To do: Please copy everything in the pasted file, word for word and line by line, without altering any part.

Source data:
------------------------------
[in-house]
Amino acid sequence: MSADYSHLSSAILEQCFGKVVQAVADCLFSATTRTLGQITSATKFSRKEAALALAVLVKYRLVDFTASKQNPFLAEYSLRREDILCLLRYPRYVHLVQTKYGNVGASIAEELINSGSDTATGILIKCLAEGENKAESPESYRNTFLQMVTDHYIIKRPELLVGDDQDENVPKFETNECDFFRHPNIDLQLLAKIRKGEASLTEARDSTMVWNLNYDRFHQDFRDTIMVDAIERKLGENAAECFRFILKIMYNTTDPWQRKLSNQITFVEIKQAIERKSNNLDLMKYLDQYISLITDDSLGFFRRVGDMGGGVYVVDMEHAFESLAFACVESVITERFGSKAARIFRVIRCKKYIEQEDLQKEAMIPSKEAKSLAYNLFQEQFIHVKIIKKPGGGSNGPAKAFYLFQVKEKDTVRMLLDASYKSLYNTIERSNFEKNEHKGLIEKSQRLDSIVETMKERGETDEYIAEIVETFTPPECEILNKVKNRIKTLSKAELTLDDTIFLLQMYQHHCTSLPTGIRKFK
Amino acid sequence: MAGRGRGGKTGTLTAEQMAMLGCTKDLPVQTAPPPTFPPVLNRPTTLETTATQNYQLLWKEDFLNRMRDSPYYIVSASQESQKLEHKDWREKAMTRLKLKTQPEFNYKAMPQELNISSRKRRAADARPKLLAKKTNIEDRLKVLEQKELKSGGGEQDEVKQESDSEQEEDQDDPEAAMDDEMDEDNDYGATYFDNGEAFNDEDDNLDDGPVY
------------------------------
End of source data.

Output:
[in-house]
Amino acid sequence: MSADYSHLSSAILEQCFGKVVQAVADCLFSATTRTLGQITSATKFSRKEAALALAVLVKYRLVDFTASKQNPFLAEYSLRREDILCLLRYPRYVHLVQTKYGNVGASIAEELINSGSDTATGILIKCLAEGENKAESPESYRNTFLQMVTDHYIIKRPELLVGDDQDENVPKFETNECDFFRHPNIDLQLLAKIRKGEASLTEARDSTMVWNLNYDRFHQDFRDTIMVDAIERKLGENAAECFRFILKIMYNTTDPWQRKLSNQITFVEIKQAIERKSNNLDLMKYLDQYISLITDDSLGFFRRVGDMGGGVYVVDMEHAFESLAFACVESVITERFGSKAARIFRVIRCKKYIEQEDLQKEAMIPSKEAKSLAYNLFQEQFIHVKIIKKPGGGSNGPAKAFYLFQVKEKDTVRMLLDASYKSLYNTIERSNFEKNEHKGLIEKSQRLDSIVETMKERGETDEYIAEIVETFTPPECEILNKVKNRIKTLSKAELTLDDTIFLLQMYQHHCTSLPTGIRKFK
Amino acid sequence: MAGRGRGGKTGTLTAEQMAMLGCTKDLPVQTAPPPTFPPVLNRPTTLETTATQNYQLLWKEDFLNRMRDSPYYIVSASQESQKLEHKDWREKAMTRLKLKTQPEFNYKAMPQELNISSRKRRAADARPKLLAKKTNIEDRLKVLEQKELKSGGGEQDEVKQESDSEQEEDQDDPEAAMDDEMDEDNDYGATYFDNGEAFNDEDDNLDDGPVY